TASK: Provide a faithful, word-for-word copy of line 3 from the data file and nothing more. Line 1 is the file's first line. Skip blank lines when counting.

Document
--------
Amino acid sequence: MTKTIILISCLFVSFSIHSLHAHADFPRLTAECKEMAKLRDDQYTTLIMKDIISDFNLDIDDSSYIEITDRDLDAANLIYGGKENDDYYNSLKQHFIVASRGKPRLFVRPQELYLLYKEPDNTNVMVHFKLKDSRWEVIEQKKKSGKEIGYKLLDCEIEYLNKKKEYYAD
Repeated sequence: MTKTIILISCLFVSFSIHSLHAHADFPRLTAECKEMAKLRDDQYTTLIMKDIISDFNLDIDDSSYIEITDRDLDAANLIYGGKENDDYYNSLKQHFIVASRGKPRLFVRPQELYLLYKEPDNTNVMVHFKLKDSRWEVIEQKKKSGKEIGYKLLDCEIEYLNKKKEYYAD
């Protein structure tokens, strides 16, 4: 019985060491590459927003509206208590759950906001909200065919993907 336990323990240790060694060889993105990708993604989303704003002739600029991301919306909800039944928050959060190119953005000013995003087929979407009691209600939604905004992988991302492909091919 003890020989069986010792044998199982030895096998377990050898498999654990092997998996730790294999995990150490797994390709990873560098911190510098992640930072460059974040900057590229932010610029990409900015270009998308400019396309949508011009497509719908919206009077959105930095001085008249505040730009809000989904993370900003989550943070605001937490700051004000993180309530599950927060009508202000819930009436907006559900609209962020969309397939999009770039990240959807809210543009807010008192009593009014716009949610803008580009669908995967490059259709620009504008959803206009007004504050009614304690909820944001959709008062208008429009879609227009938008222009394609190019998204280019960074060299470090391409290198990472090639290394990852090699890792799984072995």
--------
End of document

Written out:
């Protein structure tokens, strides 16, 4: 019985060491590459927003509206208590759950906001909200065919993907 336990323990240790060694060889993105990708993604989303704003002739600029991301919306909800039944928050959060190119953005000013995003087929979407009691209600939604905004992988991302492909091919 003890020989069986010792044998199982030895096998377990050898498999654990092997998996730790294999995990150490797994390709990873560098911190510098992640930072460059974040900057590229932010610029990409900015270009998308400019396309949508011009497509719908919206009077959105930095001085008249505040730009809000989904993370900003989550943070605001937490700051004000993180309530599950927060009508202000819930009436907006559900609209962020969309397939999009770039990240959807809210543009807010008192009593009014716009949610803008580009669908995967490059259709620009504008959803206009007004504050009614304690909820944001959709008062208008429009879609227009938008222009394609190019998204280019960074060299470090391409290198990472090639290394990852090699890792799984072995």